Nutter: Papal security maps on internet are false

Mayor Michael Nutter held a press conference today denying the validity of maps circulating on social media that purported to show security zone plans for the Papal visit September 26th and 27th. “No official security perimeter  has been announced or fully determined,” said Nutter. 

“We’ve stated previously that as soon as plans have been finalized and approved by all of the parties organizing this event… we will jointly, officially, publically share those official plans.”

Nutter added that more announcements related to the Papal visit would begin starting next week. 

World Meeting of the Families Executive Director Donna Farrell added: “The logistics will work.”

“Every day, we challenge our team to think of everyone that is impact by the logistics,” said Farrell. 

But, as PlanPhilly reported last week, not every transportation entity has been included in the logistical discussions. The Greyhound Bus Terminal at 10th and Filbert will be closed, but other companies that use that terminal, such as Peter Pan, were unaware of that fact until PlanPhilly informed them. 

The challenge of centralized planning is precisely this: It’s almost impossible to comprehensively plan and account for every moving part in a huge system. The concern is that some pieces will fall through the cracks. 

When asked about intercity buses being left out of logistical planning, Nutter said: “We’re aware of that situation.”

Nutter added that while a full public disclosure of security plans would take time, the administration was reaching out to impacted businesses – “hotels, restaurants” – to help them plan. “Just because we can’t make a public announcement doesn’t mean we’re not in communication with them,” said Nutter. The Mayor did not mention inter city bus companies, though.

Also left unknown at this point is how wheelchairs and other mobility challenges will be handled during the Papal visit. For individuals relying on wheelchairs to get around, questions of whether they will need to seek out assistance or bring non-disabled friends or family with them remain unanswered, even as the planning window for them shrinks.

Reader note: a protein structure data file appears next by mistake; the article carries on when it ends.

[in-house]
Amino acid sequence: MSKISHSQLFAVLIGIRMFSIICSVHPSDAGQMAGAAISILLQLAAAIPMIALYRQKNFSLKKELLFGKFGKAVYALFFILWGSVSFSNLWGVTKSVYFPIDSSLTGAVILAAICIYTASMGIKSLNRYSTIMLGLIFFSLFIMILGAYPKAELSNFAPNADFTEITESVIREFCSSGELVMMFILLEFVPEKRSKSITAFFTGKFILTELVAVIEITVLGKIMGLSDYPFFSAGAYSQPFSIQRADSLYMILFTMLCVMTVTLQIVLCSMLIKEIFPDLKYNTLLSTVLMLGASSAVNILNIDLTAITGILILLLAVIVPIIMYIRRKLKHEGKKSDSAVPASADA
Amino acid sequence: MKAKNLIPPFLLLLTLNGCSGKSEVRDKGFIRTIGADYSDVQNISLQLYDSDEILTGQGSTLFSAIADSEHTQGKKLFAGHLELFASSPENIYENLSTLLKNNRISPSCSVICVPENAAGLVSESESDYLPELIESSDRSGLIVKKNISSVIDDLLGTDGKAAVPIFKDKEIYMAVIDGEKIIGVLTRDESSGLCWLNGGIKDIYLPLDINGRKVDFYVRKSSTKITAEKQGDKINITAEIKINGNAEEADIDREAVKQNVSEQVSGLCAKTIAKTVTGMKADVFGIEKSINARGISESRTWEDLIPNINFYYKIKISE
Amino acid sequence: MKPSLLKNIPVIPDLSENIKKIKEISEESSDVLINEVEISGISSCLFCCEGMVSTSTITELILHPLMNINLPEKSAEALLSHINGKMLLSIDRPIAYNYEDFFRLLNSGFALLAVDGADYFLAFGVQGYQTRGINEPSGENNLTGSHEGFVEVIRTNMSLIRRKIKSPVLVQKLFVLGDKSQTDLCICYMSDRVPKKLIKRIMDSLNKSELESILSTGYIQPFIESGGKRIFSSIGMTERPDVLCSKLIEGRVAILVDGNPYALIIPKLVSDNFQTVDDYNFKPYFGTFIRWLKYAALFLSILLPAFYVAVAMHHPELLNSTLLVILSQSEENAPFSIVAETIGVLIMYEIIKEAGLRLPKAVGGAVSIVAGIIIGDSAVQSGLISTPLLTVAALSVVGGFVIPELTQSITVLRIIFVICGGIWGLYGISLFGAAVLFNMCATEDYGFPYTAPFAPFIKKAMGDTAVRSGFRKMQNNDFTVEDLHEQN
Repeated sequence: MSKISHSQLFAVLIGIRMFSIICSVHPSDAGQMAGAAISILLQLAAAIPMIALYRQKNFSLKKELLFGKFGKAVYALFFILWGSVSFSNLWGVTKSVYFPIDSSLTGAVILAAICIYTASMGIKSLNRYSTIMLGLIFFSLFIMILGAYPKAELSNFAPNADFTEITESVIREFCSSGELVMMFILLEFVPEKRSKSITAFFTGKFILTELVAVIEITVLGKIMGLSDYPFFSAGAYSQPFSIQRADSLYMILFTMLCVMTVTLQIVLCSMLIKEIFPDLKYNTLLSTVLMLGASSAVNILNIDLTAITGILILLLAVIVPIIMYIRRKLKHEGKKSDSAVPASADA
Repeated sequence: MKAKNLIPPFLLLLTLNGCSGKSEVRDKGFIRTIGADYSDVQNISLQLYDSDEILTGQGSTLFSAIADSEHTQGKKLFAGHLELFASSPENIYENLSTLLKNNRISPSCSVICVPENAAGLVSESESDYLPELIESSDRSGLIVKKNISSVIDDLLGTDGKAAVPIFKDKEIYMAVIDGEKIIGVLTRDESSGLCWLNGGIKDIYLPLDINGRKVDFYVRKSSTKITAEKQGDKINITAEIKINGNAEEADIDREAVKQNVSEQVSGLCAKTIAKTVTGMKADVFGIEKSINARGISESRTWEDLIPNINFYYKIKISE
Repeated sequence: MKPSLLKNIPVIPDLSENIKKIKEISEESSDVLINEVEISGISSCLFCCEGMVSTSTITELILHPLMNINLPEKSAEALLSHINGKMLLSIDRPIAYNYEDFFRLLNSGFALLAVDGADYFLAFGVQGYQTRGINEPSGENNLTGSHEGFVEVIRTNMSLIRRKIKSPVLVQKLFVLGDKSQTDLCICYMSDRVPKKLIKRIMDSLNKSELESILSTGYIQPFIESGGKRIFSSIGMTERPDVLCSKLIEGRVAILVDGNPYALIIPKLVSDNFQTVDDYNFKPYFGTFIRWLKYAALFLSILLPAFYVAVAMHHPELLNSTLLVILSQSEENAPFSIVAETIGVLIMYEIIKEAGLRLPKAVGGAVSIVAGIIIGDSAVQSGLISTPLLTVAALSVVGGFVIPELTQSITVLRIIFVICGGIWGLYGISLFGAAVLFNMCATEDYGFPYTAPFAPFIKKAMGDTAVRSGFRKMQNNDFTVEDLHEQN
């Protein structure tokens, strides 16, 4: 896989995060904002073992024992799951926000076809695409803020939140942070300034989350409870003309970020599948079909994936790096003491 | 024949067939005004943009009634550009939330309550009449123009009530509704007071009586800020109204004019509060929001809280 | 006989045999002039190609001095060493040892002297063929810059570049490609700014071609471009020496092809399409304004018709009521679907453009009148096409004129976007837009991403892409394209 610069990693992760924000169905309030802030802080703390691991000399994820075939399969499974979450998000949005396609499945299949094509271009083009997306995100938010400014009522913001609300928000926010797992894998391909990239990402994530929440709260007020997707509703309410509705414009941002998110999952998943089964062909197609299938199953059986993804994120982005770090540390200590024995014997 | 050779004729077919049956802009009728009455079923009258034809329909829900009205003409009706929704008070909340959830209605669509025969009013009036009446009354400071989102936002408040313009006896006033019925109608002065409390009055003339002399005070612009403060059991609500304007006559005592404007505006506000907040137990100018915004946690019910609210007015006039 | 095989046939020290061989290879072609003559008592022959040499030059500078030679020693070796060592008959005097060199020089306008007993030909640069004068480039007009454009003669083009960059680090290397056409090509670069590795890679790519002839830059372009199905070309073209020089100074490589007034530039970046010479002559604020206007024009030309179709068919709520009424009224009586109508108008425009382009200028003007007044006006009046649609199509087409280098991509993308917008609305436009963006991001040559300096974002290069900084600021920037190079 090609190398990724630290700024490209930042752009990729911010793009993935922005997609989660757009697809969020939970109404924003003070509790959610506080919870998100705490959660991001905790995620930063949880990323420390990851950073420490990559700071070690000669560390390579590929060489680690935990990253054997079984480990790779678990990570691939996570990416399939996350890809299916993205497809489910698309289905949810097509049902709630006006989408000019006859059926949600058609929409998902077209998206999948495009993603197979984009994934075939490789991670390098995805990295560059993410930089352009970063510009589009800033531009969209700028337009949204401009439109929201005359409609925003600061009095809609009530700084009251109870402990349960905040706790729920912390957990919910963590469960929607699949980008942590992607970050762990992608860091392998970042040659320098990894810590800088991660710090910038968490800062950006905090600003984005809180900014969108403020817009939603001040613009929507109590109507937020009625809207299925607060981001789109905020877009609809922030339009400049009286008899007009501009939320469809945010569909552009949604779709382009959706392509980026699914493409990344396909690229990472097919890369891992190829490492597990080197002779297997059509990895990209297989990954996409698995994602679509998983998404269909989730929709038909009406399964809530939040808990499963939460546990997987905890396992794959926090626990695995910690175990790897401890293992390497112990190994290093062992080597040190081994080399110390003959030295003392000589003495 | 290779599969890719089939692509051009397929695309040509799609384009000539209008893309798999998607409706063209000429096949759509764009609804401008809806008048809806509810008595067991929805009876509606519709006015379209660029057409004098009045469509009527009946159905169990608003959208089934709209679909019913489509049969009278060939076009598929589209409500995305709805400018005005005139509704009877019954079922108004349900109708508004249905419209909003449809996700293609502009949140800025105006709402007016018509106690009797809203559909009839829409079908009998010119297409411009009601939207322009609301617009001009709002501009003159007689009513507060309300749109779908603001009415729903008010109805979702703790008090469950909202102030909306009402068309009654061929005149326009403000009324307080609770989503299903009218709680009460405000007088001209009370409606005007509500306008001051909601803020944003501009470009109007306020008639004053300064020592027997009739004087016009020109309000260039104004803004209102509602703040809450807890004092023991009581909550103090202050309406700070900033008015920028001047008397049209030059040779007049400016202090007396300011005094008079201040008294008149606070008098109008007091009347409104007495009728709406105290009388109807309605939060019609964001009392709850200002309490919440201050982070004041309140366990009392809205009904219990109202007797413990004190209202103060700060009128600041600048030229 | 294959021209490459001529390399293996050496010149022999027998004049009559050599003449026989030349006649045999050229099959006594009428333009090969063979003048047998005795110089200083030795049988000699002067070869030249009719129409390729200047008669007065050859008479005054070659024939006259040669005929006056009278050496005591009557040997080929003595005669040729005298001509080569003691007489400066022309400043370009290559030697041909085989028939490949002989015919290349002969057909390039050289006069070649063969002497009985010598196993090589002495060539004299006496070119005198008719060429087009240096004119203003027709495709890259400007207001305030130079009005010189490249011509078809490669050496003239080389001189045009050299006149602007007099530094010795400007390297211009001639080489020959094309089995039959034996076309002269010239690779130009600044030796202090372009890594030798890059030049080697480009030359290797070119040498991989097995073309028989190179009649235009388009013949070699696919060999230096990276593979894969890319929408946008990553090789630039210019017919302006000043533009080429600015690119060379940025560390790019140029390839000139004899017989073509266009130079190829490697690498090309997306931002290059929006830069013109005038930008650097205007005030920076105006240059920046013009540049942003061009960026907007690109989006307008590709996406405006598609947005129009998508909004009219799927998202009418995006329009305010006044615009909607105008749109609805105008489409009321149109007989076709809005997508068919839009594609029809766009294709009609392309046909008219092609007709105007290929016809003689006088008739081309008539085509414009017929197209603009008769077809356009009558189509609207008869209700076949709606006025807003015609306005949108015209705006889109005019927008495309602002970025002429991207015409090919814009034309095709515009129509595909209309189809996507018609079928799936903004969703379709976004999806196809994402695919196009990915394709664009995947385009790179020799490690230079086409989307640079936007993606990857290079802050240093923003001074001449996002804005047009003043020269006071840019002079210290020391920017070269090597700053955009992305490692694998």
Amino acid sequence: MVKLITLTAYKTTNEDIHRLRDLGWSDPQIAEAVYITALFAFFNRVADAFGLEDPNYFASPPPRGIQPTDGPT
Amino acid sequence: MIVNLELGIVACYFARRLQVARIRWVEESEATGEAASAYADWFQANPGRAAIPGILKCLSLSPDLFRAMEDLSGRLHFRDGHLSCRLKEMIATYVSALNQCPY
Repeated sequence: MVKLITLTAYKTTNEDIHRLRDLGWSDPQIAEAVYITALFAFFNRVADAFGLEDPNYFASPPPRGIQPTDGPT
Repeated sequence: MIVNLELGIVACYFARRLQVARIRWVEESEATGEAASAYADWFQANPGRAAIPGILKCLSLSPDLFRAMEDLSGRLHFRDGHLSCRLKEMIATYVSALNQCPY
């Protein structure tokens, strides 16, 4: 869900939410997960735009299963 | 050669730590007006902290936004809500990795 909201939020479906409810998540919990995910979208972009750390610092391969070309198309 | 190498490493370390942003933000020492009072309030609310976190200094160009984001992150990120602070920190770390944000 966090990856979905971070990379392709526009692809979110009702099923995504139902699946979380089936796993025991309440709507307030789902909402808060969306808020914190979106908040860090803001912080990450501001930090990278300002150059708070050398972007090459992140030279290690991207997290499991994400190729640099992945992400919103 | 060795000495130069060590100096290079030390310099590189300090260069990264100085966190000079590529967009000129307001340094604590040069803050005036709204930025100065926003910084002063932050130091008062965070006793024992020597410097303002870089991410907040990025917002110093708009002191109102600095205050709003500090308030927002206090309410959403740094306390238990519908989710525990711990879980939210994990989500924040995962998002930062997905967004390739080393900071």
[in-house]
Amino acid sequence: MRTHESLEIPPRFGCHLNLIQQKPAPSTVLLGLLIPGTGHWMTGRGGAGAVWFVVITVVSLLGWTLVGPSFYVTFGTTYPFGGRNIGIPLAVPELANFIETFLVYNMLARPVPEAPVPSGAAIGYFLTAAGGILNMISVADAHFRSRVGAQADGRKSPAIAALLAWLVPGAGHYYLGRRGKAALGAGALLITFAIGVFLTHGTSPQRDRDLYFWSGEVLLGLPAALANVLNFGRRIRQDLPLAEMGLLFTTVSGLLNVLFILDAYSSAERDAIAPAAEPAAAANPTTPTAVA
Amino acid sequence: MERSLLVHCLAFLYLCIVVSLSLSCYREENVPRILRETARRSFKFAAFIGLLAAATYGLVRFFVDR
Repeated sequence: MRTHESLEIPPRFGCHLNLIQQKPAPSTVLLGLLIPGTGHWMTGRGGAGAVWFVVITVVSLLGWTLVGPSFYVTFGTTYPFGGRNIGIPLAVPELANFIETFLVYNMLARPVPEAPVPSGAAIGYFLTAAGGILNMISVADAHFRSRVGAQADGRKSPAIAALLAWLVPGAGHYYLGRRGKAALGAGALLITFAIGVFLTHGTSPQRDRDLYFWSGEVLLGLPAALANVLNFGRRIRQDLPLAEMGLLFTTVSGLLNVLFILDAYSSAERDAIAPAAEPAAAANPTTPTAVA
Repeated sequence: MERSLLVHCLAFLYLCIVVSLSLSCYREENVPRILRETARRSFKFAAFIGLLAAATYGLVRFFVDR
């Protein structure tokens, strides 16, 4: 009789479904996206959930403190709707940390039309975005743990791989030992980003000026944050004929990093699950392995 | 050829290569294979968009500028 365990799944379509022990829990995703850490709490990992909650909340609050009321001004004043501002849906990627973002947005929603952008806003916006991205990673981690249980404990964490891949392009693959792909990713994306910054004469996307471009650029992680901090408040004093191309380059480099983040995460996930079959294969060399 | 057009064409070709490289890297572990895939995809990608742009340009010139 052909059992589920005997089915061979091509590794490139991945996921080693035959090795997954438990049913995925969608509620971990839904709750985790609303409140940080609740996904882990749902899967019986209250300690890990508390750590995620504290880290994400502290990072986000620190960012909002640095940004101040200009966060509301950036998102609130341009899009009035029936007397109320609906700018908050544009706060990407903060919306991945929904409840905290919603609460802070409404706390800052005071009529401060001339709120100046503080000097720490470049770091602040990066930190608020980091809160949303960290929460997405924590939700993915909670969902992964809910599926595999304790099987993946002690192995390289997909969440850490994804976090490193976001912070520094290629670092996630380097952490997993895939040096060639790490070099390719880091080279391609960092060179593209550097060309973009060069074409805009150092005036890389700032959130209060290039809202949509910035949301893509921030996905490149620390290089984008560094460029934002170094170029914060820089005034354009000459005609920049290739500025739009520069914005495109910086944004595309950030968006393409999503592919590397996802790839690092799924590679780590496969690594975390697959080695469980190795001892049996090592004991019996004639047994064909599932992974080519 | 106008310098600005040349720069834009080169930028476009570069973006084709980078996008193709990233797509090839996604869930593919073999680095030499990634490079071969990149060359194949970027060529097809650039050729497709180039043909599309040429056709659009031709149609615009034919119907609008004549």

Nutter blamed the media for any dampened enthusiasm or concerns over how residents and visitors alike will move around during the Papal visit, saying: “I think that that only happens as a result of media reports of inaccurate or fearful information that has no basis in fact or reality.”

“I understand given the nature of the world today that at times little people who have little pieces of information will try to put out they have or what they think they have in an effort to make themselves larger,” said Nutter.

Nutter also said there were some inaccuracies in the statements made by a Philadelphia Parking Authority official that PlanPhilly reported last week. PlanPhilly also reported the next day on the comments by a security consultant before the Delaware Valley Regional Planning Commission. 

The leaks led PhillyMag to opine: “The fact that details are leaking out in such a haphazard way — little by little from consultants and the Philadelphia Parking Authority, as opposed to in a streamlined fashion by the World Meeting of Families and City Hall — doesn’t exactly inspire public confidence in the city’s ability to pull off the ginormous event.”

The fear of the unknown two months out from the World Meeting left some wondering if it was a deliberate effort by the Secret Service to scare away some of the crowds. Sandy Hingston brought up the specter of Frank Rizzo’s own communication strategy in advance of the 1976 Bicentennial, making ridiculous statements about “radical leftists” hell-bent on violence. Fearing mobs, no one showed, and it’s been a source of city shame ever since. 

There is a silver lining to the concerns over leaks and nervousness over the Papal planning process. Next time some crazy conspiracy theorist suggests 9/11 was an inside job or the moon landing was fake, you can point to Philadelphia and the Papal visit as proof that you can’t get hundreds of people to keep a secret, even one as mundane as whether Spring Garden will be open to traffic or not.

As Ben Franklin said: “Three may keep a secret if two of them are dead.” 

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